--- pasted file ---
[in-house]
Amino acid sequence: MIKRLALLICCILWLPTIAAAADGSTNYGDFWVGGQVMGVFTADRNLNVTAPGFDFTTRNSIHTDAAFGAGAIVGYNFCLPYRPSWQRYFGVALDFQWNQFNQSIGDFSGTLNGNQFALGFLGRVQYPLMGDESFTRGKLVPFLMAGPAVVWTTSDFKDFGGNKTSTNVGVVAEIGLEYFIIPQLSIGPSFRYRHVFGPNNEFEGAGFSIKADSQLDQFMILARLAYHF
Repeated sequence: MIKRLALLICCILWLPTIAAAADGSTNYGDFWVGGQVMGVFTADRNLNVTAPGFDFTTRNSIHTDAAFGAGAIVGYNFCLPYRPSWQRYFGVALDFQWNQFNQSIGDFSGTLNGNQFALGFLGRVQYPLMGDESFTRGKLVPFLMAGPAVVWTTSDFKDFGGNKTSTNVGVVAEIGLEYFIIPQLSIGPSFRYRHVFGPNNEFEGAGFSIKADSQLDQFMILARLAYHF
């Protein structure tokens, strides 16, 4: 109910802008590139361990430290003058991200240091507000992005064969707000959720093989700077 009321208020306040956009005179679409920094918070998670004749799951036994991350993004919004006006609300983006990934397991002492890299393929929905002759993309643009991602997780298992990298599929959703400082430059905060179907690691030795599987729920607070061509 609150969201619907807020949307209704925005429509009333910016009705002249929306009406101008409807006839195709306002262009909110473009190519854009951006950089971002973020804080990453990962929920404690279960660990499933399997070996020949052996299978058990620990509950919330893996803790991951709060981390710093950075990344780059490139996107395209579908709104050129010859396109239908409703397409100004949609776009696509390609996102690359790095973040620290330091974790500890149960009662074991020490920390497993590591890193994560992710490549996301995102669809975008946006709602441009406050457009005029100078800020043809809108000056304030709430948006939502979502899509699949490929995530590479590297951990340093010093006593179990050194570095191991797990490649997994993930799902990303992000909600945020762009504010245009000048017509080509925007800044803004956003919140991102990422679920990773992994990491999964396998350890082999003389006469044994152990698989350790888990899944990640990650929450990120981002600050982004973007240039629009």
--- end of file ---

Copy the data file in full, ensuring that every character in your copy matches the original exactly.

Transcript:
[in-house]
Amino acid sequence: MIKRLALLICCILWLPTIAAAADGSTNYGDFWVGGQVMGVFTADRNLNVTAPGFDFTTRNSIHTDAAFGAGAIVGYNFCLPYRPSWQRYFGVALDFQWNQFNQSIGDFSGTLNGNQFALGFLGRVQYPLMGDESFTRGKLVPFLMAGPAVVWTTSDFKDFGGNKTSTNVGVVAEIGLEYFIIPQLSIGPSFRYRHVFGPNNEFEGAGFSIKADSQLDQFMILARLAYHF
Repeated sequence: MIKRLALLICCILWLPTIAAAADGSTNYGDFWVGGQVMGVFTADRNLNVTAPGFDFTTRNSIHTDAAFGAGAIVGYNFCLPYRPSWQRYFGVALDFQWNQFNQSIGDFSGTLNGNQFALGFLGRVQYPLMGDESFTRGKLVPFLMAGPAVVWTTSDFKDFGGNKTSTNVGVVAEIGLEYFIIPQLSIGPSFRYRHVFGPNNEFEGAGFSIKADSQLDQFMILARLAYHF
């Protein structure tokens, strides 16, 4: 109910802008590139361990430290003058991200240091507000992005064969707000959720093989700077 009321208020306040956009005179679409920094918070998670004749799951036994991350993004919004006006609300983006990934397991002492890299393929929905002759993309643009991602997780298992990298599929959703400082430059905060179907690691030795599987729920607070061509 609150969201619907807020949307209704925005429509009333910016009705002249929306009406101008409807006839195709306002262009909110473009190519854009951006950089971002973020804080990453990962929920404690279960660990499933399997070996020949052996299978058990620990509950919330893996803790991951709060981390710093950075990344780059490139996107395209579908709104050129010859396109239908409703397409100004949609776009696509390609996102690359790095973040620290330091974790500890149960009662074991020490920390497993590591890193994560992710490549996301995102669809975008946006709602441009406050457009005029100078800020043809809108000056304030709430948006939502979502899509699949490929995530590479590297951990340093010093006593179990050194570095191991797990490649997994993930799902990303992000909600945020762009504010245009000048017509080509925007800044803004956003919140991102990422679920990773992994990491999964396998350890082999003389006469044994152990698989350790888990899944990640990650929450990120981002600050982004973007240039629009």